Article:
Predator Drone Video Feeds Hacked By Insurgents

It is said that anything that can be hacked, will be hacked, and that pretty much anything can be hacked. In this case, the Wall Street Journal was the first to report the sad tale.  It reported on Thursday that Iranian-backed insurgents in Iraq are using a software package, SkyGrabber, one that costs a mere $25.95, to download imagery from the much used Predator drones.

Apparently, the reason SkyGrabber works on what one would think is a secure transmission is because the over-the-air transmission can't, quite obviously, be all that secure unless it is encrypted. Incredibly, it is not. Or at least, was not, as the U.S. is working on the issue, and have been for some time.

In fact, the "hacking" discovery was made late in 2008 when U.S. forces captured a Shiite militant whose laptop contained files of intercepted drone video feeds. In July of this year, U.S. military forces found other drone video feeds on more militant laptops. This has led some U.S. officials to believe that militant groups, believed to be trained and funded by Iran, were routinely intercepting Predator drone video feeds.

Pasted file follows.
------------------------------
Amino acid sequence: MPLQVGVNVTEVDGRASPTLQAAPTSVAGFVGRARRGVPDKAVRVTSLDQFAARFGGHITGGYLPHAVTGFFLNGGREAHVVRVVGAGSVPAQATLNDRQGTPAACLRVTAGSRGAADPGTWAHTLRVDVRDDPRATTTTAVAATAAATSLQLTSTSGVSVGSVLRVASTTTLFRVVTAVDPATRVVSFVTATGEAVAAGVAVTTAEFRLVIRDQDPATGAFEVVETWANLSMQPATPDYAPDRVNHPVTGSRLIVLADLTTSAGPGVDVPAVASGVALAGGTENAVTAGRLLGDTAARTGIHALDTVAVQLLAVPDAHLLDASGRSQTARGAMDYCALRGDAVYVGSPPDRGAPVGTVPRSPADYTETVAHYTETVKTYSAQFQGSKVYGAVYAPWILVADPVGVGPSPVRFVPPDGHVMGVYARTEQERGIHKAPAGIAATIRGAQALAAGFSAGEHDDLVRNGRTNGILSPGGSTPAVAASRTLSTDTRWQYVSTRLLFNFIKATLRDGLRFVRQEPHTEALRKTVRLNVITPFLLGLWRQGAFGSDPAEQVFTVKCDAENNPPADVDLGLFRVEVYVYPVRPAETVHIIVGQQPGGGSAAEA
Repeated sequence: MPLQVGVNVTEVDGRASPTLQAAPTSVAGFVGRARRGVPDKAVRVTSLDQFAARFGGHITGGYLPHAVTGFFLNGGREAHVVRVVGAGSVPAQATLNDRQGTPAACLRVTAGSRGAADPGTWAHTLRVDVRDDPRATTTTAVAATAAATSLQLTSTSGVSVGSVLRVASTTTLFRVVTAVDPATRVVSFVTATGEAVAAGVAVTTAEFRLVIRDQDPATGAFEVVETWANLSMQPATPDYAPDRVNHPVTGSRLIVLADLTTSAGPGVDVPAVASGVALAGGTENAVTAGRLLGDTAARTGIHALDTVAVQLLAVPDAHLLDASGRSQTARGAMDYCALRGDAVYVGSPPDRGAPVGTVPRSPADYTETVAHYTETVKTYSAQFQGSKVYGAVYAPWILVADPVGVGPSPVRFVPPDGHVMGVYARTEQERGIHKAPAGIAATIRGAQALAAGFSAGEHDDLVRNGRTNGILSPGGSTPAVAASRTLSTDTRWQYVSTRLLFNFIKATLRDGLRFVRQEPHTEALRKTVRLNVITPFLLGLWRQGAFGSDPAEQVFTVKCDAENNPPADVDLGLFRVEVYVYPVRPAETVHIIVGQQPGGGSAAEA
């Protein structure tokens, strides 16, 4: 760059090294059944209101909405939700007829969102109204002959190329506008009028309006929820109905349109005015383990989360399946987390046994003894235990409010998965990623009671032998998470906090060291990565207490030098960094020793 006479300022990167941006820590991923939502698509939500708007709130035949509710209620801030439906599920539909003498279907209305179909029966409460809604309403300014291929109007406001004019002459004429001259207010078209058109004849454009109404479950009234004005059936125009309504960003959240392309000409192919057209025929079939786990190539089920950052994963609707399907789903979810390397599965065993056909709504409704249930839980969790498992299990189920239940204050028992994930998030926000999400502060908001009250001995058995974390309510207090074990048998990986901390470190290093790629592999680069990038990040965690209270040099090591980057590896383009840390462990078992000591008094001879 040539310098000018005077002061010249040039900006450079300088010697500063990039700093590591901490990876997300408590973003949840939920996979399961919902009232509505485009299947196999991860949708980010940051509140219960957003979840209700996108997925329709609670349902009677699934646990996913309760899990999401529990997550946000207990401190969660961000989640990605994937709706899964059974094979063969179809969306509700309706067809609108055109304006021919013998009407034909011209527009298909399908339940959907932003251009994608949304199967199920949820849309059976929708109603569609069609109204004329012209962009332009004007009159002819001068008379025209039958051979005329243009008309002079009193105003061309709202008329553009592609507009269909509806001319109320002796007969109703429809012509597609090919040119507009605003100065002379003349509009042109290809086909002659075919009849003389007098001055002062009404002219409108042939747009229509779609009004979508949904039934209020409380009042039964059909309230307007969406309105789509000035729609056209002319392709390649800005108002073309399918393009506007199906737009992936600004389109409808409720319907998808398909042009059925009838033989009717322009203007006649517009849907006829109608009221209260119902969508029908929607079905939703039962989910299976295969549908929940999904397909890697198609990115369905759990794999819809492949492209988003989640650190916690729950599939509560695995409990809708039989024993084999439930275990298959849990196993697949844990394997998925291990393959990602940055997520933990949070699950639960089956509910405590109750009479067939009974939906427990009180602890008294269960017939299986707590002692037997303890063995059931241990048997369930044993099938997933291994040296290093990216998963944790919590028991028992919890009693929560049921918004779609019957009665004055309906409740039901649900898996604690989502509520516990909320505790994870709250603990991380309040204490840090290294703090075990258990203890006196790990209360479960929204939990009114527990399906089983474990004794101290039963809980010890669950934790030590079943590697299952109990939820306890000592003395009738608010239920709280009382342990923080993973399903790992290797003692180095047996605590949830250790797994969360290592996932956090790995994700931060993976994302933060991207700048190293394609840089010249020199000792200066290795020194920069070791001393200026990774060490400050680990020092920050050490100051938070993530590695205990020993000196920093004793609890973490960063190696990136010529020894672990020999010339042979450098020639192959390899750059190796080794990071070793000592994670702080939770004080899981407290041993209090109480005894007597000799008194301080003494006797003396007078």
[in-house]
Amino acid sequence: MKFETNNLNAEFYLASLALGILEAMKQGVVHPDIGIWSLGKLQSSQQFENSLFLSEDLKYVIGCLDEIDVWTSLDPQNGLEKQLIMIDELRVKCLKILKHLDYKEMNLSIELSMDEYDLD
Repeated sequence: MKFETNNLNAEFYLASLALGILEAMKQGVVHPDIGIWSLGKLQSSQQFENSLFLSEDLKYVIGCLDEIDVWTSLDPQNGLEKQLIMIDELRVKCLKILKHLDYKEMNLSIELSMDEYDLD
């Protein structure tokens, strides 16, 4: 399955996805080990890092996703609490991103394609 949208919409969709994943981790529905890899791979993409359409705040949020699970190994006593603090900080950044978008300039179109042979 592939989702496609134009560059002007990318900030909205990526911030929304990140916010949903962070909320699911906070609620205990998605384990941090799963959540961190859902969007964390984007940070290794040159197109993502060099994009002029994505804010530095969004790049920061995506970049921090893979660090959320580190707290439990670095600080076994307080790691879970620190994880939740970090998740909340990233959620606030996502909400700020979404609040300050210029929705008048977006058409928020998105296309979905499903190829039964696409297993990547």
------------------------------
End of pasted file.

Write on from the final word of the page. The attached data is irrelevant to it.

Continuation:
Worse, the U.S. government has known about the issue with the lack of encryption since the U.S. campaign in Bosnia in the 1990s, according to both current and former officials. However, the Pentagon "assumed" insurgents wouldn't be aware of how to exploit it, they added.

This shows that while many feel that insurgents are simply non-technical guerrillas, that is no longer the case. These local adversaries are definitely not working out of the Stone Age.

While the video feeds were compromised, officials were quick to point out that the actual Predator drones themselves were not. In other words, insurgents could view the video feed, but they could not hack into the drones themselves and control them. That is still something you might see in a B-sci-fi movie.SkyGrabber is from a Russian company named SkySoftware. Andrew Solonikov, one of the software's developers, told the WSJ that he was unaware of its military potential. He said "It was developed to intercept music, photos, video, programs and other content that other users download from the Internet -- no military data or other commercial data, only free legal content." 

Via:  WSJ
blog comments powered by Disqus